I went to St Bartholomew’s Primary Primary School in Prescot and although it was a suburban school it was run by nuns. They all lived there so it had a very holy feel to it.
In Year 6, I had a great nun called Sister Paul. She was Irish, and was just amazing. She laughed really easily and had an innocence about her and she told lots and lots of stories.
For some reason, I was held back a year and I did two years in her class, so in the second year I was kind of her consiliari, and I think that was my big education break. Because I was so stupid I never realised that I did the same year twice. Throughout the second year I was like, I don’t know how these kids can’t get long division?
I completely forgot that I had done it before, and honestly I was in my mid twenties before I realised. So in the second year of Sister Paul’s class I just felt like a genius.
I wasn't a brilliant pupil by any means. One day she picked up a piece of work that I wrote and read it out to the class. It was a huge moment for me. If she had asked me to read it out or pinned it up on the wall I wouldn’t have thought any more about it. But there was something about someone else reading your words that was incredibly powerful.
That’s when I started to think, oh words are something you can be good at. There were kids in the class who were good at football, music or drawing but I wasn’t particularly good at anything. I mean I was good at words but it was that moment when you think, oh! Words are a thing are you can do. They aren’t just streaming out of your mouth, you can think about it and choose the right ones.
In sixth form, I had an absolutely, jaw-droppingly amazing teacher called Mr Biggs. He’s very hard to describe. He was very big, hugely big, and he loved rugby league. He was very, very gentle, and so politely spoken.
I hope this doesn’t come out wrong but he didn’t seem to pay much attention to the curriculum. He got us through our books, and got us through the exams and did everything right, but that didn’t feel like the core thing. He would bring stuff in that he liked and we’d read that and he would talk about lots and lots of things.
It makes it sound like he wasn’t pushing us, but he was, just from a different direction. He gave me a copy of Tristram Shandy, and said I think you’ll like it and I started to read it and thought what the hell is this? I didn’t have a clue, I didn’t know what it was. But I wanted to be the person he thought I was.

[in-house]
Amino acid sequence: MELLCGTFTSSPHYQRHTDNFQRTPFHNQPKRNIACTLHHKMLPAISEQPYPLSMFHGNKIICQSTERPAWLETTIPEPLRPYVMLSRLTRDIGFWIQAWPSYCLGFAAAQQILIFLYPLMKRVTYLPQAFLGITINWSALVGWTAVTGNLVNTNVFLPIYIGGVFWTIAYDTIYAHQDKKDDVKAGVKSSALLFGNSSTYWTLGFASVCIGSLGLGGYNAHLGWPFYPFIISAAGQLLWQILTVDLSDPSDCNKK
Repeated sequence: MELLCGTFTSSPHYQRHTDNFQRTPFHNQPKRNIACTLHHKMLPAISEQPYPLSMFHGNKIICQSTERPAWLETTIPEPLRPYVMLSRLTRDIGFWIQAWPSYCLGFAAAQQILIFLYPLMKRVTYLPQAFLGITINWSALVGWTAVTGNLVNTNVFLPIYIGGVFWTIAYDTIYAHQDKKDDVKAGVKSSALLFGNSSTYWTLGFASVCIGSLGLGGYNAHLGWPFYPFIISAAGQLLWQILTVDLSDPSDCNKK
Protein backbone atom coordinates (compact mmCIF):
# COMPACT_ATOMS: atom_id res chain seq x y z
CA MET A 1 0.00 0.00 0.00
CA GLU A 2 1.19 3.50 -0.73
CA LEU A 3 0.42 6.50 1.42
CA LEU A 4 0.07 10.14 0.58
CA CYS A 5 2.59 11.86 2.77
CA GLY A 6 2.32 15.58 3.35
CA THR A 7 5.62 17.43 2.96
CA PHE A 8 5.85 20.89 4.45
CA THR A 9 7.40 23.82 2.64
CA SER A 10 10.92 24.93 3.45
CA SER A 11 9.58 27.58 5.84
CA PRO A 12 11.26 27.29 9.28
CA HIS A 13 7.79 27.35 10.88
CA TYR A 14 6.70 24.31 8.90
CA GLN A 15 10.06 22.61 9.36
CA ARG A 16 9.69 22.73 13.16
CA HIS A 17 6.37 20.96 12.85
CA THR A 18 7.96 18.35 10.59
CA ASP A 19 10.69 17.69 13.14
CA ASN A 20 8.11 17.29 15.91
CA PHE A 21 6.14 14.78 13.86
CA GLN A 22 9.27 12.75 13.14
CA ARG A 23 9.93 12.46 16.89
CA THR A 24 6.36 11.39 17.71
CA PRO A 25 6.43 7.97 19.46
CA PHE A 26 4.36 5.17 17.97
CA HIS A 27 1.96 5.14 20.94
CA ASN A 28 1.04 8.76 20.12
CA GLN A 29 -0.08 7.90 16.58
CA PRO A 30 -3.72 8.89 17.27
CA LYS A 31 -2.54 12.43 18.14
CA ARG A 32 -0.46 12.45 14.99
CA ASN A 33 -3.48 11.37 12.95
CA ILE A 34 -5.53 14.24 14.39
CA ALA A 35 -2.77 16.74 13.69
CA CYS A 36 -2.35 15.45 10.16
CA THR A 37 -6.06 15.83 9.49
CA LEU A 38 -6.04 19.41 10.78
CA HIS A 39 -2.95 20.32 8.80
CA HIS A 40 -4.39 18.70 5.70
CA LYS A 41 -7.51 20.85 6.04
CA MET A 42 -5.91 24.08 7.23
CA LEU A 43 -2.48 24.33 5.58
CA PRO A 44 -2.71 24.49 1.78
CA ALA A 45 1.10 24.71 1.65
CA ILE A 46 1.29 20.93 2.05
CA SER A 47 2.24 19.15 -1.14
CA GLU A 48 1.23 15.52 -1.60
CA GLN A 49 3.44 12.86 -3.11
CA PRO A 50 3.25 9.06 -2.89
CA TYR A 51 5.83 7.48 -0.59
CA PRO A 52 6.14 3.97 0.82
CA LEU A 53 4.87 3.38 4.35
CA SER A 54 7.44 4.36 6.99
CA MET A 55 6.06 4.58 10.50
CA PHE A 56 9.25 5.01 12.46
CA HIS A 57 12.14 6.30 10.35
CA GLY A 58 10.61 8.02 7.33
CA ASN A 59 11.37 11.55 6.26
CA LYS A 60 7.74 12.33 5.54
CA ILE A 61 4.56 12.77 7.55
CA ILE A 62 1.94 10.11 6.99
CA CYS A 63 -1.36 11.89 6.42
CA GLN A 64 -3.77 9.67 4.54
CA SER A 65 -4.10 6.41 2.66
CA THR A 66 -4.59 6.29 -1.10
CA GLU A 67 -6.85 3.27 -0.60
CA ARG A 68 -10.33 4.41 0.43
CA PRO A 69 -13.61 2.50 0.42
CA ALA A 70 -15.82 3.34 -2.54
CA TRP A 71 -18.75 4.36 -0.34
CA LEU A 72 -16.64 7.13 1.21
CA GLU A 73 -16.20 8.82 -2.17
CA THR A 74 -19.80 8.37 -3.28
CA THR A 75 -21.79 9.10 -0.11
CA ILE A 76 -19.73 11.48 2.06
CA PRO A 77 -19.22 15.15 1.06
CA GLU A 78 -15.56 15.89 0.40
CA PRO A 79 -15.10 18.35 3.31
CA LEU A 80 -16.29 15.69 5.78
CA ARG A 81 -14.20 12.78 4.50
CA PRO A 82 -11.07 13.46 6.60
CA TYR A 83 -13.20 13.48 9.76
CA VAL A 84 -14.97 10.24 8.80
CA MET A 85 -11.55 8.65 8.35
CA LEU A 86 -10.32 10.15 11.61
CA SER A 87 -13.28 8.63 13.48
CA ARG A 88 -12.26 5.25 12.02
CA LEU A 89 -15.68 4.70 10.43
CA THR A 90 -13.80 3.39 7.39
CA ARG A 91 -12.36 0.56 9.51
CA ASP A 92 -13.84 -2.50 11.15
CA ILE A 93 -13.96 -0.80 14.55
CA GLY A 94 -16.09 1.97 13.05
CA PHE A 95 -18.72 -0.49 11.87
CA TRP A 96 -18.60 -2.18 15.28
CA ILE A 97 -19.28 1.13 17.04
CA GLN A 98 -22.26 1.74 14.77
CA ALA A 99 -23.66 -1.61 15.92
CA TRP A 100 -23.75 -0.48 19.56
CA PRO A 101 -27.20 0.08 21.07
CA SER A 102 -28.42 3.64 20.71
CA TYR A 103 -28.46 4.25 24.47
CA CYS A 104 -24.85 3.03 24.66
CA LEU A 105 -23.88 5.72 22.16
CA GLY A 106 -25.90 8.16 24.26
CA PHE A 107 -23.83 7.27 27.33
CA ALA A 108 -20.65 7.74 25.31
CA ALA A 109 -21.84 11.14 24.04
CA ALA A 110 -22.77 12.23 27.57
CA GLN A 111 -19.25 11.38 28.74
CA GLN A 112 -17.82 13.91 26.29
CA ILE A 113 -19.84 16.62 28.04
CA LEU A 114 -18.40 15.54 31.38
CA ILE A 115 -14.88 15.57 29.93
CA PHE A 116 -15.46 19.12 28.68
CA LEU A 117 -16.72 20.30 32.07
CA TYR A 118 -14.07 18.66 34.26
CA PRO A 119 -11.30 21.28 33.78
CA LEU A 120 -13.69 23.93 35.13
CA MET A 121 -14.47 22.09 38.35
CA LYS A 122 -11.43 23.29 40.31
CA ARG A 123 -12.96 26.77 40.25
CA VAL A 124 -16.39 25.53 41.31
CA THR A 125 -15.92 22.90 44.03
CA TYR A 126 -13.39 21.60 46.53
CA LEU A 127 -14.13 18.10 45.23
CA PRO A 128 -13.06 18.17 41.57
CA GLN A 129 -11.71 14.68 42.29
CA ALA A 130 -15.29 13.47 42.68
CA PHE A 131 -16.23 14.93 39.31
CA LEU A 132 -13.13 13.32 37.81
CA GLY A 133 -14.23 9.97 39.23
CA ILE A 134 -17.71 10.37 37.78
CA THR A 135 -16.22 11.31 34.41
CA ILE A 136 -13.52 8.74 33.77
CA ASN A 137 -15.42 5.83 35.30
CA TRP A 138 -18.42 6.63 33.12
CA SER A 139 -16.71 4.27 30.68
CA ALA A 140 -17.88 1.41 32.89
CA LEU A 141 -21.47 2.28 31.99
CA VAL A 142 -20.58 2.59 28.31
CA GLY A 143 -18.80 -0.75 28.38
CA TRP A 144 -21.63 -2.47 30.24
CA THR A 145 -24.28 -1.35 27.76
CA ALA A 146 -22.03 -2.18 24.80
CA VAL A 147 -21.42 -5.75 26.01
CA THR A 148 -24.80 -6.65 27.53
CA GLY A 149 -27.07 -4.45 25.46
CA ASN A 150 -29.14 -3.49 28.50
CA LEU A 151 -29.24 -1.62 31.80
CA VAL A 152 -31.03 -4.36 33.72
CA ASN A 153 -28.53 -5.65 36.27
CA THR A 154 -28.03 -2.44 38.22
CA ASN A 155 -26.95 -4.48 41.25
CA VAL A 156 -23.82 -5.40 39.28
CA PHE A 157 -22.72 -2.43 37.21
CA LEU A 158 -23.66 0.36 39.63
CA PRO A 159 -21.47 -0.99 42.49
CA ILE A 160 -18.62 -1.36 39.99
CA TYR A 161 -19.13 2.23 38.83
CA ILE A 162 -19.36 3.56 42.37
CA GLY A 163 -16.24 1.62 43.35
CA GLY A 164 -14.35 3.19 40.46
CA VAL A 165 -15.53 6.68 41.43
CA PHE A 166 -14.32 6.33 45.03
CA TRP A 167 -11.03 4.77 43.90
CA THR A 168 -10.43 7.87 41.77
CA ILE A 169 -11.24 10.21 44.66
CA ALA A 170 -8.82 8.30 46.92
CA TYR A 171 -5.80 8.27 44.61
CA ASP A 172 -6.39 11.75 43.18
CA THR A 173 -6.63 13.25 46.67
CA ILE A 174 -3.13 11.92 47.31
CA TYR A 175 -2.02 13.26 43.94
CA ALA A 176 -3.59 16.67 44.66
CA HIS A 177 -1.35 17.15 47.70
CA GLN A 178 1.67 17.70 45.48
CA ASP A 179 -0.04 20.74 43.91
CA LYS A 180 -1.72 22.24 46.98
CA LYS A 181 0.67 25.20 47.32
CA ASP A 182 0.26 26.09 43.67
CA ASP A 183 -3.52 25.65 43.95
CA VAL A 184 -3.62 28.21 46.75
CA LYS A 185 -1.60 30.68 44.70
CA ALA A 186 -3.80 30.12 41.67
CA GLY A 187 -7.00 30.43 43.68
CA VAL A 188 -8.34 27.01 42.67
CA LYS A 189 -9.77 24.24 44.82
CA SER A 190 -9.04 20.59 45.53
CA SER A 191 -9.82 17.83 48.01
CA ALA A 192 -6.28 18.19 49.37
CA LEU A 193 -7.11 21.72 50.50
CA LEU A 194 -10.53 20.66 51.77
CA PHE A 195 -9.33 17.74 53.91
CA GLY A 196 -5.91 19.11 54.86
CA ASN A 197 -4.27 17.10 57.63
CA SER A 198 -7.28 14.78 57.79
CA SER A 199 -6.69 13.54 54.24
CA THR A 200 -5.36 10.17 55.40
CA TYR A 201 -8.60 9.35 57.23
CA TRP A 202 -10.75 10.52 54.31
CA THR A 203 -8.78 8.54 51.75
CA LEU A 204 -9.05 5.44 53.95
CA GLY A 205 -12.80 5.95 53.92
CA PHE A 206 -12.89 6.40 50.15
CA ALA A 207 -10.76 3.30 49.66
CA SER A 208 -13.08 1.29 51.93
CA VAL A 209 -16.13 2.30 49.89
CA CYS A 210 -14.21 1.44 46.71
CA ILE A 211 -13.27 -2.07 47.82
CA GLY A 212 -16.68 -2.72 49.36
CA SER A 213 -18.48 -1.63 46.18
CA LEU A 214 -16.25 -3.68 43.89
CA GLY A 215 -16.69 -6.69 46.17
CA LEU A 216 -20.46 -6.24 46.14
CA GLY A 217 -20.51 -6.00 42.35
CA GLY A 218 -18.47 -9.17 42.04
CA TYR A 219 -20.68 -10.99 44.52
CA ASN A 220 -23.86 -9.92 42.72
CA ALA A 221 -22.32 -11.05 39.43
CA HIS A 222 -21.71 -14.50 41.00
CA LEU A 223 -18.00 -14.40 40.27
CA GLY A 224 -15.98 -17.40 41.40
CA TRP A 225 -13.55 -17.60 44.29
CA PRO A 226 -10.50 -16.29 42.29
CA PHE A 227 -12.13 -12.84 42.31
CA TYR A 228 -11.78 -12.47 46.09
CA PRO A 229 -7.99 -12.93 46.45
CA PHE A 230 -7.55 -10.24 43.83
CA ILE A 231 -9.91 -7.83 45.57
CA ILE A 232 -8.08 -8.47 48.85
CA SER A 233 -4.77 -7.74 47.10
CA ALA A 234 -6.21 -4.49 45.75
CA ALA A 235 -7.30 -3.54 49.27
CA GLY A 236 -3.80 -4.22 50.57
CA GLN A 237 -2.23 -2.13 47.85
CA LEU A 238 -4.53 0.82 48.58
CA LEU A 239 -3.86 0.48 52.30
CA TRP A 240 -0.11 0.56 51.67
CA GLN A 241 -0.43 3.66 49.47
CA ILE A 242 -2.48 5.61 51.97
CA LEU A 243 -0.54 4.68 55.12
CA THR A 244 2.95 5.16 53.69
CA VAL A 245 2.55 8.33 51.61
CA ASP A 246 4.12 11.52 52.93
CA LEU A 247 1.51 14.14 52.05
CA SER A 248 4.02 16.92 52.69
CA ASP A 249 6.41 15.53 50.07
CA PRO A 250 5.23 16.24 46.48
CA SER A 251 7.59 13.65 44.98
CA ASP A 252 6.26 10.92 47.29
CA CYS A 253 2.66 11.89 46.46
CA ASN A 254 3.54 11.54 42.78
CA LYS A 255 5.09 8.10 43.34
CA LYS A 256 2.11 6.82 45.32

So I headbutted my way through, and kind of made polite noises about it. Then when we had our first baby I thought, woah that’s what Tristram Shandy is about. It’s about wanting the best for your child and how things go wrong, and it’s amazing, one of the most important books in my life. I ended up writing a film about it. He knew what he was doing, he knew if he dropped a pebble in the pond the ripples would spread out.
When I was gearing up to go to university I remember him giving me a lesson on how to wire a plug and stuff like that, to make sure you were OK when you went away. He was very practical, he liked making stuff and was very involved in the school drama, but it was making sets and painting. He was just a maker you know?
He was supposed to be teaching English, but he taught us how to wire a plug and how to build stage sets.
In fact the big bond I had with him, which would never happen now, was that he made a set of Punch and Judy puppets which were exquisite. He thought it was a shame that no one was using them, so he sort of blagged me into going around to summer fairs, and school fetes and things like that. I did that right through sixth form with him and he had a collapsible booth in the back of his van and we would drive around doing Punch and Judy shows.
I wrote him some letters a couple of times but he died quite young. I’m in touch with his daughter now but I do owe him a huge amount of gratitude. It’s an odd thing to take from a teacher but the idea that exams are not everything really stayed with me.
Frank Cottrell-Boyce is a judge for BBC Radio 2’s 500 Words children’s writing competition – entries close on 8 March. He also has written a new World Book Day book, The Great Rocket Robbery and standalone book out in May, Runaway Robot.
Born: 1959, Liverpool
Education: St Bartholomew’s Primary, Rainhill and West Park Secondary, Derby.
Career: Frank Cottrell Boyle is an English screenwriter, novelist and actor known for his children’s fiction and collaborations with film director Danny Boyle. He was the writer for the 2012 Summer Olympics opening ceremony, and has written a sequel to the Ian Fleming classic Chitty Chitty Bang Bang.